Beyond the Town Hall: How Online Tools Are Changing Conversations in the Civic Sphere
Forum Framing Statement:
Undoubtedly, more and more members of the public are using online platforms to discuss issues in the civic realm—from local to international politics. What makes an online tool useful both to citizens, elected officials, and public administrators in building or rebuilding trust or involving in the public in policymaking? We’ll examine a variety of tools being used for that purpose, what makes them effective, what are their limitations, and what the ODR field should do to help the field of public policy dispute resolution enter the digital age.
Larry Schooler is a mediator, facilitator, and the manager of the public engagement division for the city of Austin, Texas. He teaches public policy dispute resolution at Southern Methodist University and public engagement at the University of Texas, where he serves as senior fellow at the Annette Strauss Institute for Civic Life. He has also provided training and consulting for other cities, including Louisville, Fort Lauderdale, and Fort Worth. Larry is the former U.S. affiliate president for the International Association for Public Participation (IAP2) and serves in leadership roles within the Association for Conflict Resolution and the American Bar Association. He holds a master’s degree in conflict analysis and resolution from Nova Southeastern University and a bachelor’s degree in history from Yale University.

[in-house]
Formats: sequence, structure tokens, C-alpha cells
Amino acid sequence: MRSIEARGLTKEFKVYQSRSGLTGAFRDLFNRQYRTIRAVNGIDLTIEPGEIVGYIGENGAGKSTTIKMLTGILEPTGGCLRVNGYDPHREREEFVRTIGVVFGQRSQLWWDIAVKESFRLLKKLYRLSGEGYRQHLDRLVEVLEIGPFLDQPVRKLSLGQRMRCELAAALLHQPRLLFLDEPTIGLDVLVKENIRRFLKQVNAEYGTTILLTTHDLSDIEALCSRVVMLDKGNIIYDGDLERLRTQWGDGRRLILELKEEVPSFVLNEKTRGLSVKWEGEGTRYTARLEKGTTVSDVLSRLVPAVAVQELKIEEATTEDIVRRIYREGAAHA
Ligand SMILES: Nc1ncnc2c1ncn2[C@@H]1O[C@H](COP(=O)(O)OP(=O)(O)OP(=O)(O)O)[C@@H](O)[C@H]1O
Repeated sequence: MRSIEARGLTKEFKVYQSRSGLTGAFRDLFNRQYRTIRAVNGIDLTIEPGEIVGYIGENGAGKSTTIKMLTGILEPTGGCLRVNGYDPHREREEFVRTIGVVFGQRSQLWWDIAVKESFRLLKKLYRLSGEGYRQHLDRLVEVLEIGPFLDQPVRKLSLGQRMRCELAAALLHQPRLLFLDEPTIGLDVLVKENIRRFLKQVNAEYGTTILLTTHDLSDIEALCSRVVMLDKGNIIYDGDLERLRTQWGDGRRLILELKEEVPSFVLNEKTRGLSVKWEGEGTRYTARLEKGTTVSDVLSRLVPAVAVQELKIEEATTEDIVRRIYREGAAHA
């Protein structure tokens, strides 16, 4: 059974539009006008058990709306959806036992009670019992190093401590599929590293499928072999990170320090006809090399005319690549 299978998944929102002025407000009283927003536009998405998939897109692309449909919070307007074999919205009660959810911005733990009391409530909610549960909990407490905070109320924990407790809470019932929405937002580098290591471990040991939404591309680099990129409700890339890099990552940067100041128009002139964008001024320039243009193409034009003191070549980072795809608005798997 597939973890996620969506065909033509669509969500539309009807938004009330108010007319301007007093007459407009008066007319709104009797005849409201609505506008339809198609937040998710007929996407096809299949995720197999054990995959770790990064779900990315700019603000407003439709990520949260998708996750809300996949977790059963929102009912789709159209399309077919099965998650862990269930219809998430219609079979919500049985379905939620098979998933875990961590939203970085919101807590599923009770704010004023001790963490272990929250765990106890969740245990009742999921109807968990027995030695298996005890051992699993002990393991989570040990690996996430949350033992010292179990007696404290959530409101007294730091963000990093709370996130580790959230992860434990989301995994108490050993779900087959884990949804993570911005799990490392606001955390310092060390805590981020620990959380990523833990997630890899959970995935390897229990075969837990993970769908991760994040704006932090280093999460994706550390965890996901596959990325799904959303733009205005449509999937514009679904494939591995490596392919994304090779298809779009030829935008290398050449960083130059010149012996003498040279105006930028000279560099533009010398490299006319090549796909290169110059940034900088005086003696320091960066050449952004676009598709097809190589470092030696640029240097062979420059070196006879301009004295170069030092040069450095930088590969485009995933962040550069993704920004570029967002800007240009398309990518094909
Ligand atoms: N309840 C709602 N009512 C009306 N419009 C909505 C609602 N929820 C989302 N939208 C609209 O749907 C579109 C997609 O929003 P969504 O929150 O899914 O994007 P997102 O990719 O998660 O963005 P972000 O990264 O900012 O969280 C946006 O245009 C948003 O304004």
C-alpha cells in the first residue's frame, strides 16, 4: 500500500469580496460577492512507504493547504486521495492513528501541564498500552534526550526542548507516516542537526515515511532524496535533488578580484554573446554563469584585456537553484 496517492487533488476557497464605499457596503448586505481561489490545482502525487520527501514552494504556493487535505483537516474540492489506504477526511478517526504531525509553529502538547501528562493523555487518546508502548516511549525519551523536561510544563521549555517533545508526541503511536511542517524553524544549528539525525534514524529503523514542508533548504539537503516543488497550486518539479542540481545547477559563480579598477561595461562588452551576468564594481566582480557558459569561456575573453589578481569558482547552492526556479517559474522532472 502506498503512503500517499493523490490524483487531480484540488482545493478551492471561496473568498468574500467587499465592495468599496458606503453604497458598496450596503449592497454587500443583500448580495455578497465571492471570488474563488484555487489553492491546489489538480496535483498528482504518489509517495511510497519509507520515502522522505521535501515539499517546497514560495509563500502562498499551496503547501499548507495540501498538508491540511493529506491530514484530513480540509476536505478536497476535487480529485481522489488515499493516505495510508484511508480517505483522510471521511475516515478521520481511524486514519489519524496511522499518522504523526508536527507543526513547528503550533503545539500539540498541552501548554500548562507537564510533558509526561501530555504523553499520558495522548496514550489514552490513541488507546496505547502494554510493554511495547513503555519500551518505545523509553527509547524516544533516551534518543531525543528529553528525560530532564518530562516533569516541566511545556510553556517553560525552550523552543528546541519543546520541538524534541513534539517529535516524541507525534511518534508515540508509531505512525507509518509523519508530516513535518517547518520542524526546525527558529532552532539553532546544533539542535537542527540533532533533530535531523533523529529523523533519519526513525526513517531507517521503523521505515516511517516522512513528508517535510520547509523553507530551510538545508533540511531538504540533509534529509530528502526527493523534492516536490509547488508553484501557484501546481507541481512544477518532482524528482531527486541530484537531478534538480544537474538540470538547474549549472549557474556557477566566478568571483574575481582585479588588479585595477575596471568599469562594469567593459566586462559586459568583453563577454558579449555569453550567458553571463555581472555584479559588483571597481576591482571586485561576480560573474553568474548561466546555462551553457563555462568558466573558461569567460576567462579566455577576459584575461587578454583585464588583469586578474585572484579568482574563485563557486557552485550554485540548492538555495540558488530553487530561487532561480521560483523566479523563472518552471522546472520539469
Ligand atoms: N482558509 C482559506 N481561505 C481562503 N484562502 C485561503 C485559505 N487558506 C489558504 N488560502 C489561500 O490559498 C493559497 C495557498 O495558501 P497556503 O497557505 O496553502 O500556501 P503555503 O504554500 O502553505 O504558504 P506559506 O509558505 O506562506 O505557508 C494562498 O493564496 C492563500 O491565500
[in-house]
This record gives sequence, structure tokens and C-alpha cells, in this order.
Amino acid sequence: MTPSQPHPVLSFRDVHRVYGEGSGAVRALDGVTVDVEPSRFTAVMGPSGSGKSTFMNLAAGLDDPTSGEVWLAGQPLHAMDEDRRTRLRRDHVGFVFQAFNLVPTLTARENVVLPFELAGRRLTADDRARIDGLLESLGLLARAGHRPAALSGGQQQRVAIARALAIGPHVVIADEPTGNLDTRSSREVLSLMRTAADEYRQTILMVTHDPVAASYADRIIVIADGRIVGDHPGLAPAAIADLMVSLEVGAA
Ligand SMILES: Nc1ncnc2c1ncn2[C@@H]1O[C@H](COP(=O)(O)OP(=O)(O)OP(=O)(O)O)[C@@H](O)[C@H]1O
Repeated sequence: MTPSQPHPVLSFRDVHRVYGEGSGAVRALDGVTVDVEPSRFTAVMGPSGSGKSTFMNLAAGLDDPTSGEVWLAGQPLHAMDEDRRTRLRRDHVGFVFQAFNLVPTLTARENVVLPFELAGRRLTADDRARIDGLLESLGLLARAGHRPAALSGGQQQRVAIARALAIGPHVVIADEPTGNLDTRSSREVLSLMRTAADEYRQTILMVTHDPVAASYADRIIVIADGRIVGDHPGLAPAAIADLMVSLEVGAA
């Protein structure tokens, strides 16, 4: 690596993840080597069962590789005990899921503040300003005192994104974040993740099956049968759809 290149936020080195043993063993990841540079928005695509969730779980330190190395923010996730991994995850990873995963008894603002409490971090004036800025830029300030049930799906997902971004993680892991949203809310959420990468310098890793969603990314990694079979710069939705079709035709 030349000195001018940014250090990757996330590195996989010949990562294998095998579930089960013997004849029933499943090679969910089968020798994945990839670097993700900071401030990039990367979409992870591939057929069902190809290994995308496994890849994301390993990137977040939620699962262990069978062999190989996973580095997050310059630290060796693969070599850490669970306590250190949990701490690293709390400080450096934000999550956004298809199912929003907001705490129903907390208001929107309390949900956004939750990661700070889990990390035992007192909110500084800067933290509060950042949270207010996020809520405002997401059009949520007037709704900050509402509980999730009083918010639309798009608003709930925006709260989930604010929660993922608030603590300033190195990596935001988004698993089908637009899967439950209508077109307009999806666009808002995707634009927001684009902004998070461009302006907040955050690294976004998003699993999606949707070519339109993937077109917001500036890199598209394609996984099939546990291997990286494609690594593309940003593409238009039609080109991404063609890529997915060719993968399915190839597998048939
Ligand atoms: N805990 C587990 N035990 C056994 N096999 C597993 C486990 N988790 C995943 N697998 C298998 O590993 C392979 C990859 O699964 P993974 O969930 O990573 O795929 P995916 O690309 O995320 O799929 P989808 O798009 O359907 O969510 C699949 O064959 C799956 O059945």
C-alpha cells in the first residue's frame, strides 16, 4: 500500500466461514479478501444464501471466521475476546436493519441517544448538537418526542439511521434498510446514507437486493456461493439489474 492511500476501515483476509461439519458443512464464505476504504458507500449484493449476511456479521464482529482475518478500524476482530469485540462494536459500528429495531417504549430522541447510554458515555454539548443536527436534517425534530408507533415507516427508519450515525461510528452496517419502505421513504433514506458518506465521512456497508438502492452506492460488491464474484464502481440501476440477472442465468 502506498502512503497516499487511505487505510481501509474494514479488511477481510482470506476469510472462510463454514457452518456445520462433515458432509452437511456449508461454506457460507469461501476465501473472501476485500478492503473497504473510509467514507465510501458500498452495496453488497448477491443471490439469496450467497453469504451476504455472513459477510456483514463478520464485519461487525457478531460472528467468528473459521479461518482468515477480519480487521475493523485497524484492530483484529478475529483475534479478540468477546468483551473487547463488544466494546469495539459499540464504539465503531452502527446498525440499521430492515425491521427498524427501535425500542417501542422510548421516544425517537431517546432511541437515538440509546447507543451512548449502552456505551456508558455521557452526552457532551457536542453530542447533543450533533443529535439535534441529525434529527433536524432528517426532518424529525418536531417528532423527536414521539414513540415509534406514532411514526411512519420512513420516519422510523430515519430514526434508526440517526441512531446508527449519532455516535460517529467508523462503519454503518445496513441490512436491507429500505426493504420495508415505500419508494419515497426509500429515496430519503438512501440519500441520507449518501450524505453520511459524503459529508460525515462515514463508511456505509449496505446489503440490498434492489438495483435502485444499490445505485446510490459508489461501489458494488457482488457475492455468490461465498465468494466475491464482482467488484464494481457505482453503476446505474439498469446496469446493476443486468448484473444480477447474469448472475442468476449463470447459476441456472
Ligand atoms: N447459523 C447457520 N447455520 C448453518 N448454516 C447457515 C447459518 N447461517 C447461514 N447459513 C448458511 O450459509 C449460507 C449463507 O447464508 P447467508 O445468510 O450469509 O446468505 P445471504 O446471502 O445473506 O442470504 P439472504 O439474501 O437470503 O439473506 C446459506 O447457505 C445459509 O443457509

Greetings Larry and colleagues. So glad we are exploring civic participation issues as part of Cyberweek 2016. I have to admit that I'm feeling weary of the harsh and polarizing conversations happening as result of our national presidential election. Hopefully this tone and rapid "othering" won't bleed over too much into other civic forums. Perhaps well-management civic participation processes will be the tonic we need to rebuild people's faith in government?
Bill, so great to reconnect with you. I certainly agree that these have been trying times for those of us who care about getting people into the civic conversational space. My feeling is that we have seen lots of good examples of civil civic dialogue (face-to-face and online) that, as it spreads, has the potential to revolutionize our overall public discourse. But I think it would be very interesting both to explore tools helping with this paradigm shift and to consider what considerations we should include for the use of cyberspace should have in this context.